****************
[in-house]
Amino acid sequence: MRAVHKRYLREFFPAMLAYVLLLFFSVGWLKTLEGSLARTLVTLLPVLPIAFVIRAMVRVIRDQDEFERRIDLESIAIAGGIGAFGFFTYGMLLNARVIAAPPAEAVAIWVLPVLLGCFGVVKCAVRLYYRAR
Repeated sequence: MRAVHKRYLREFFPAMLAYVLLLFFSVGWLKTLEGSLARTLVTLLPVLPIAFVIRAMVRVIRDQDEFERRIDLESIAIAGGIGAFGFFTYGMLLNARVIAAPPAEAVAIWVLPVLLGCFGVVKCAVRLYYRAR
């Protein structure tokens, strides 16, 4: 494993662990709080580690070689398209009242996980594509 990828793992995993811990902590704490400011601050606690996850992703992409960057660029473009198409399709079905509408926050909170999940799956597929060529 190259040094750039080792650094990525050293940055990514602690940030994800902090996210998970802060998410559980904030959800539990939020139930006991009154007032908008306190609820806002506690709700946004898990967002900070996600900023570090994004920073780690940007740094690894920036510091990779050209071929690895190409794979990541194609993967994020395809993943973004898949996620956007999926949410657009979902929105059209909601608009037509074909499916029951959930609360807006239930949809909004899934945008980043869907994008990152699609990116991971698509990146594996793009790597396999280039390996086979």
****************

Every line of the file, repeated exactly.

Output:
[in-house]
Amino acid sequence: MRAVHKRYLREFFPAMLAYVLLLFFSVGWLKTLEGSLARTLVTLLPVLPIAFVIRAMVRVIRDQDEFERRIDLESIAIAGGIGAFGFFTYGMLLNARVIAAPPAEAVAIWVLPVLLGCFGVVKCAVRLYYRAR
Repeated sequence: MRAVHKRYLREFFPAMLAYVLLLFFSVGWLKTLEGSLARTLVTLLPVLPIAFVIRAMVRVIRDQDEFERRIDLESIAIAGGIGAFGFFTYGMLLNARVIAAPPAEAVAIWVLPVLLGCFGVVKCAVRLYYRAR
């Protein structure tokens, strides 16, 4: 494993662990709080580690070689398209009242996980594509 990828793992995993811990902590704490400011601050606690996850992703992409960057660029473009198409399709079905509408926050909170999940799956597929060529 190259040094750039080792650094990525050293940055990514602690940030994800902090996210998970802060998410559980904030959800539990939020139930006991009154007032908008306190609820806002506690709700946004898990967002900070996600900023570090994004920073780690940007740094690894920036510091990779050209071929690895190409794979990541194609993967994020395809993943973004898949996620956007999926949410657009979902929105059209909601608009037509074909499916029951959930609360807006239930949809909004899934945008980043869907994008990152699609990116991971698509990146594996793009790597396999280039390996086979």